1. Personal space
You walk up to a street corner where people are patiently waiting to cross the street. How close do you stand to the next person? If you’re like most Americans you probably leave at least three feet between yourself and a stranger, and you’ve also probably never thought about it.
I thought that standing a certain distance away from a stranger was just human nature, but it turns out it has a lot to do with culture. In Spain the personal bubble is much smaller than the American one, and it can be very uncomfortable when strangers come up and stand right next to you or when your co-workers have conversations 2 centimeters away from your face.
2. Gigantic drinking glasses
Everything is smaller in Spain. The streets are narrower, the people are skinnier, and the food is rarely served bucket-style.
Living in Spain is strange in that most restaurant portions are only large enough for one person to eat, and you cannot buy a 48oz slushie for 79 cents at a gas station. Even drinking glasses at home are smaller.
I had no idea bagels were an “ethnic food” until I realized they were nowhere to be found in Spain. It turns out that kicking a certain religious minority out of an entire country can really limit your breakfast options.
Living in Spain also mean saying goodbye to blueberry muffins, because Spanish muffins (“magdalenas”) only come in one flavor.
Immigrants make up a significant part of Spain’s population, (12.3% apparently) but they’re mostly from countries like Romania, Morocco, Ecuador, the UK, Colombia, and Bolivia. Mexico does not even make it into the top 20 countries.
Sadly, it’s going to be a long time before I have authentic guacamole again, or hear a Mariachi band play, or get called a “pinche guera” in a Food City parking lot.
American service workers have a direct incentive to be nice to customers: tips. If an American waiter is rude, they make less money in tips and could even lose their job. If a Spanish waiter is rude, it’s just another day at the flamenco bar.
But it’s not just about tips, American businesses are built around a “customer is always right” philosophy which means that employees are trained to be not just be nice to customers, but overly-nice.
After I got back from Spain last time, I thought every single cashier and store employee was hitting on me.
6. People who watch Glee
It’s easy to take for granted that you can make a reference to a popular television
all of your favorites have made it overseas.
To make things even more confusing, some titles are kept in English, others are translated literally into Spanish, and still others are changed completely.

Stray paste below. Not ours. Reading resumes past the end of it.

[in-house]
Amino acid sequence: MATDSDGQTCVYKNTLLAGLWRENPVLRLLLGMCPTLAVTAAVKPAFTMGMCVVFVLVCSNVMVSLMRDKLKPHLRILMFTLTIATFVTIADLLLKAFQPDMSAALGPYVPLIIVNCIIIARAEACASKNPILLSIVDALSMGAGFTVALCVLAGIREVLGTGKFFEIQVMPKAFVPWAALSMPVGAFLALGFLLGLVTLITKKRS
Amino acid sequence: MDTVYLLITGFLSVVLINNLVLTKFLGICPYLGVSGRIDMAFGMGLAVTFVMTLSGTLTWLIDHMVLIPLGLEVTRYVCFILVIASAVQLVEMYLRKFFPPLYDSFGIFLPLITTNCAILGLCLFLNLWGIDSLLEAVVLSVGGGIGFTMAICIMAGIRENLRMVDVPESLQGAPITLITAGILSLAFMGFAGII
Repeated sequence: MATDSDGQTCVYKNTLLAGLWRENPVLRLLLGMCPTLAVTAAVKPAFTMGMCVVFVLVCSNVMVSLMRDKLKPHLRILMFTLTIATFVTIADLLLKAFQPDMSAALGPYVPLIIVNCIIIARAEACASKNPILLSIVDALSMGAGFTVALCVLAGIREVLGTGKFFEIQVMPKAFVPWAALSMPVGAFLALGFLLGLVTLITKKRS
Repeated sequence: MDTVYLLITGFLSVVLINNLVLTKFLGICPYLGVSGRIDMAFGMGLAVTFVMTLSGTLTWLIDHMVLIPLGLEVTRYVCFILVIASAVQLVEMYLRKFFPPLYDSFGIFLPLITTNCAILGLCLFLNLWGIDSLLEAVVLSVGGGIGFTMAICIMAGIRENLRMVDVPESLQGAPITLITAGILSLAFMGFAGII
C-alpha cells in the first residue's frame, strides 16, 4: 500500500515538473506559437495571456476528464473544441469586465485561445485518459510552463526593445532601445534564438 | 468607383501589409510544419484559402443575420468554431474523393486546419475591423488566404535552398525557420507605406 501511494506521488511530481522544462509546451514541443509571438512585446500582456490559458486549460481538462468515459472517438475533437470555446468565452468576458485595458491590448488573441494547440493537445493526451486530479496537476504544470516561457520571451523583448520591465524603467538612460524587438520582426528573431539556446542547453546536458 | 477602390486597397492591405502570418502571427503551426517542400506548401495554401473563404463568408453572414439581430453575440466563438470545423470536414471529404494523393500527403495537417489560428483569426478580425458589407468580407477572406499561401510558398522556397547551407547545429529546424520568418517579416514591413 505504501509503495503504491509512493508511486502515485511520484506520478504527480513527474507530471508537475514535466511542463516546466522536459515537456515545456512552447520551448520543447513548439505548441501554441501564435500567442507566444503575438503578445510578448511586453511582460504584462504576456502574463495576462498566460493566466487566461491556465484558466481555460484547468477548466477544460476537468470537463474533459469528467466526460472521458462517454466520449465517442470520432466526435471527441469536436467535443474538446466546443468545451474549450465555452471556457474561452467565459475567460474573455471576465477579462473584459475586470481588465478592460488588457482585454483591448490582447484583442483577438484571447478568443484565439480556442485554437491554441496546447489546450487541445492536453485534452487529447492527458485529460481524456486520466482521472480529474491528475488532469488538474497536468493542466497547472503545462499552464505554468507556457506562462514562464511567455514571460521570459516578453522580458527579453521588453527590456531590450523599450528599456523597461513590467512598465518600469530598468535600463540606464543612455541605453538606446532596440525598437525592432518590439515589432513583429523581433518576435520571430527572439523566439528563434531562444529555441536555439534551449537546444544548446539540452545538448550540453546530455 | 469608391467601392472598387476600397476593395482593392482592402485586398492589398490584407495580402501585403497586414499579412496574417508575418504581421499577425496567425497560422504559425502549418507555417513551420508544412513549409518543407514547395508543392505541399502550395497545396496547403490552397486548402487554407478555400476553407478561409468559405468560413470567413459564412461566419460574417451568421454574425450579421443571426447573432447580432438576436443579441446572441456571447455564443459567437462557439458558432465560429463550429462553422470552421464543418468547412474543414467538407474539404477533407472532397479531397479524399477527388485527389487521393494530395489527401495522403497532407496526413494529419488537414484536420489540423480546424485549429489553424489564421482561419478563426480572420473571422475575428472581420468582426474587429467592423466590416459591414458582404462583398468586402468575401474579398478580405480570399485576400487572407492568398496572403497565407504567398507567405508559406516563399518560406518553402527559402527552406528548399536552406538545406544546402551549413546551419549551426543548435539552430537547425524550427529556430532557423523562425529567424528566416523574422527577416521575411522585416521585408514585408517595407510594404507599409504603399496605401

Titles I’ve learned so far include:
- 500 Days of Summer is “500 Days Together” (500 Días juntos)
- Gone with the Wind is “What the Wind Carried” (Lo que el viento se llevó)
- The Sound of Music is “Smiles and Tears” (Sonrisas y lágrimas)
- Family Guy is “Father of the family” (Padre de la familia)
- Die Hard is “Crystal Jungle” (Jungla de cristal)
7. American Halloween
In Spain Thanksgiving does not exist, St. Patrick’s Day is another country’s religious holiday, and Cinco de mayo is just the day after cuatro de mayo. But saddest of all is the absence of American Halloween.
As a kid Halloween is the only day of the year that you are not only allowed, but encouraged to ask strangers for candy. As a college student it’s a reason to feel good about dressing up like Superman and staying out until 3:00AM on a Tuesday night. As an American living in Spain it means going ballistic that the corner store does not sell candy corn.
8. Not having to explain things about America
Americans are often portrayed as being ignorant of other cultures, but the truth is that people like that exist everywhere. It can be shocking how little people know about the place you come from and have lived all your life.
Real questions I’ve been asked about the US include:
- “Estados unidos? What part of England is that in?”
- “California is next to New York, right?”
- “New Mexico? There’s a New Mexico?”
- “Do you eat fish and chips all the time then?”
- “The UK won the soccer game last night, aren’t you proud?”
9. The American internet
Goodbye Netflix, goodbye Hulu, goodbye Pandora. Hello error message informing me that this content is not available from my location.